Schneiderman to Target More Banks for Mortgage Securities Fraud

Banks are not past the days of mortgage fraud cases, according to an article in Reuters. Eric Schneiderman, the New York attorney general, said he plans to bring more fraud cases against the world’s biggest banks for selling shoddy mortgage-backed securities before the financial crisis.

Schneiderman to Target More Banks for Mortgage Securities Fraud

By Brena Swanson | Housing Wire

Schneiderman to Target More Banks for Mortgage Securities Fraud

Banks are not past the days of mortgage fraud cases, according to an article in Reuters. Eric Schneiderman, the New York attorney general, said he plans to bring more fraud cases against the world’s biggest banks for selling shoddy mortgage-backed securities before the financial crisis.

“Obviously there were many more institutions involved,” Schneiderman said in an interview this week. “So there will be more cases.”

The attorney general said that group remains “very active,” while declining to discuss whether he is in settlement talks with Morgan Stanley, the bank that sources say is next in line for a settlement. A spokesman for Morgan Stanley also declined to comment.

Just two months ago, Mega bank JPMorgan Chase (JPM) signed an agreement with government agencies, including Schneiderman’s office, to end all existing legacy mortgage-backed securities issues for $13 billion.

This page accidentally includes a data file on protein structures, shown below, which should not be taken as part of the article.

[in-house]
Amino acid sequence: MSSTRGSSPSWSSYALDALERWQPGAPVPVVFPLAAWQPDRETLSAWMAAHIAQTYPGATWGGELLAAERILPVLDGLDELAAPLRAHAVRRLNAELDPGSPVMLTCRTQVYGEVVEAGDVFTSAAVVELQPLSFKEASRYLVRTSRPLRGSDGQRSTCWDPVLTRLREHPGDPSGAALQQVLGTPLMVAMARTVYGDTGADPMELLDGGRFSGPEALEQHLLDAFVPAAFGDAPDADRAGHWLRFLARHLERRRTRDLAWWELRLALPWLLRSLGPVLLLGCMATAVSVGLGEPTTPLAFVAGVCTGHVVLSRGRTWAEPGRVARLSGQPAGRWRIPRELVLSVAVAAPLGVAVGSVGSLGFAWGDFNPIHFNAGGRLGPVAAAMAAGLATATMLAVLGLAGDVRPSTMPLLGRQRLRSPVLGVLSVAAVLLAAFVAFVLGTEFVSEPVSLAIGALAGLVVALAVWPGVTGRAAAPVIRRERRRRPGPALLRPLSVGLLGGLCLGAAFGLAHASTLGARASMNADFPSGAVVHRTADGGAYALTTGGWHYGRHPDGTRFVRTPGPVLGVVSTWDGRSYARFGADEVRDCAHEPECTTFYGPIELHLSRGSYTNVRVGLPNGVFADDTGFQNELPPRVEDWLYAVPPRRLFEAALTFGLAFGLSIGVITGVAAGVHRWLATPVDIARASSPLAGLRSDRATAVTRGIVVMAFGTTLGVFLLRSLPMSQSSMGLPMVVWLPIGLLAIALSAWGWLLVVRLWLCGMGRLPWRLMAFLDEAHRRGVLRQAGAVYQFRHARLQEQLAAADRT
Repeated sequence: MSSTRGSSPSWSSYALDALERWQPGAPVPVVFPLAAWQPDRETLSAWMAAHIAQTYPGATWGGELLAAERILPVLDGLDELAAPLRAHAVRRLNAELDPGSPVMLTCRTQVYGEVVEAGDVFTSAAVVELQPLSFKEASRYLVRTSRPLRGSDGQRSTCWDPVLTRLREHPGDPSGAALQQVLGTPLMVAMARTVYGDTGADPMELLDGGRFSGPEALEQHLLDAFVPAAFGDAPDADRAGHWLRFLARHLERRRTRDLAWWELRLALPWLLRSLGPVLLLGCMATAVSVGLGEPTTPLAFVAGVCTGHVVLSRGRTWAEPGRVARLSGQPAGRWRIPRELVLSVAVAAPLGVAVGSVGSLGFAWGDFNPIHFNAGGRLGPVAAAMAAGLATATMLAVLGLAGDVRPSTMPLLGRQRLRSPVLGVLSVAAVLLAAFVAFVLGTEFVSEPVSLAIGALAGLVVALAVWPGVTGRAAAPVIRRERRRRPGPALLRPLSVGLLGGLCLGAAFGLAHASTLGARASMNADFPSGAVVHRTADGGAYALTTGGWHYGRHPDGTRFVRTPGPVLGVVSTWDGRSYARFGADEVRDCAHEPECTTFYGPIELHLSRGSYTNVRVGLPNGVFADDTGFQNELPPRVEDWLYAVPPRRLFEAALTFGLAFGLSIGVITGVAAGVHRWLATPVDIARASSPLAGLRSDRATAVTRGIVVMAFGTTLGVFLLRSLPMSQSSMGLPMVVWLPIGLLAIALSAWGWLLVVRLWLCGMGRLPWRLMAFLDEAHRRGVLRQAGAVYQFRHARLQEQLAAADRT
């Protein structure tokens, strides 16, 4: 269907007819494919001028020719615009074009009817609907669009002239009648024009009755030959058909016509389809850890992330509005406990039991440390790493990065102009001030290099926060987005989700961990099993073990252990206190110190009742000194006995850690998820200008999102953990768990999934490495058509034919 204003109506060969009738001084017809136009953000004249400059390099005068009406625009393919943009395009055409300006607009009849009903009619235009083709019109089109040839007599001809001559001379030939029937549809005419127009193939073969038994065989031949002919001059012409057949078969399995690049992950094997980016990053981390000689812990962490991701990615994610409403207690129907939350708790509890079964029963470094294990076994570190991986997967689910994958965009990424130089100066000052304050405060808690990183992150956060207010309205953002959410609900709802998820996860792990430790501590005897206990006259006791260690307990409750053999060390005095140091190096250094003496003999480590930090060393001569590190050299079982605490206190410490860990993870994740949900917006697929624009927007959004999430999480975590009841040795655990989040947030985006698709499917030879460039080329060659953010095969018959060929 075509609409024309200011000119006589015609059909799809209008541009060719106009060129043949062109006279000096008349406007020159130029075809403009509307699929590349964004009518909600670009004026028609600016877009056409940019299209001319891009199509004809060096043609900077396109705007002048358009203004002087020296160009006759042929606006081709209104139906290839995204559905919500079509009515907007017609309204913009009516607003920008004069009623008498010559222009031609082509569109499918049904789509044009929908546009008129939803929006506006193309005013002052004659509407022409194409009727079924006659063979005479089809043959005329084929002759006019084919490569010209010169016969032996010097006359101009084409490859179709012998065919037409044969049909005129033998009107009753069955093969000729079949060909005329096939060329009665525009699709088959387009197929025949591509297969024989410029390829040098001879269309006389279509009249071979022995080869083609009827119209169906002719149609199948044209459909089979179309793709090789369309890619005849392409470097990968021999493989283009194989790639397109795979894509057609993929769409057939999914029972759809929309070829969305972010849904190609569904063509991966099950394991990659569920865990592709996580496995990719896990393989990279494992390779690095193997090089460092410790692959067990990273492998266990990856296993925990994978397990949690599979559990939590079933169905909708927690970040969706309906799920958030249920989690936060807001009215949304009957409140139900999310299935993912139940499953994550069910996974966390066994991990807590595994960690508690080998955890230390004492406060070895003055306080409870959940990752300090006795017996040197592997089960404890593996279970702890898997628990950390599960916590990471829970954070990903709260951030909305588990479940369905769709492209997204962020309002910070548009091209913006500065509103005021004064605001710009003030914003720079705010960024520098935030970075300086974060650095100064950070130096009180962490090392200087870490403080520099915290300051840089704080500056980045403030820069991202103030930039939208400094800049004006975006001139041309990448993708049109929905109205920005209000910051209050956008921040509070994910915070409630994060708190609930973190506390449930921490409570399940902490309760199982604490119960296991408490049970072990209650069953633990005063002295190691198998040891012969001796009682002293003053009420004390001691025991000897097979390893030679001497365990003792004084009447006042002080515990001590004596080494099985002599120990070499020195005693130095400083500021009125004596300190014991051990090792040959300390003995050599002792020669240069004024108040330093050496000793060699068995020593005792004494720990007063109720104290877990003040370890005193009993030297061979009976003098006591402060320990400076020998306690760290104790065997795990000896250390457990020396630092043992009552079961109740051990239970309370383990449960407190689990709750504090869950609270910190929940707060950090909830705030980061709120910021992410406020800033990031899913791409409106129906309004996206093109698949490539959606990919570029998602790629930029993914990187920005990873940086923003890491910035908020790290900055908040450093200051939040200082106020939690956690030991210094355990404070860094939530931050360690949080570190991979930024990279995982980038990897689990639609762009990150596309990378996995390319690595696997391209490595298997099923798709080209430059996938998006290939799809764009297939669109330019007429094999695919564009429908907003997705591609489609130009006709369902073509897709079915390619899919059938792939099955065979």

Source

Related: Credit Suisse Will Appeal Mortgage-Backed Securities Fraud Lawsuit
By TheStreet.com Videos

Credit Suisse is up against a $10 billion lawsuit from New York Attorney General Eric Schneiderman over its alleged role in the sale of fraudulent mortgage-backed securities in the years leading up to the financial crisis, but says it will fight the case, according to a Reuters report. The investment bank said on Monday that it will fight the case. Other banks have been sued for fraud involving mortgage-backed securities, including JPMorgan Chase, which agreed to a $13 billion settlement with the Department of Justice last year. Some $613 million of that settlement went to New York State. Citigroup paid $7 billion in fines last summer and Bank of America paid almost $17 billion to federal and state authorities involving fraudulent mortgage back security sales back in August. Shares of Credit Suisse are trading down about 1.3% at $25.62 per share.

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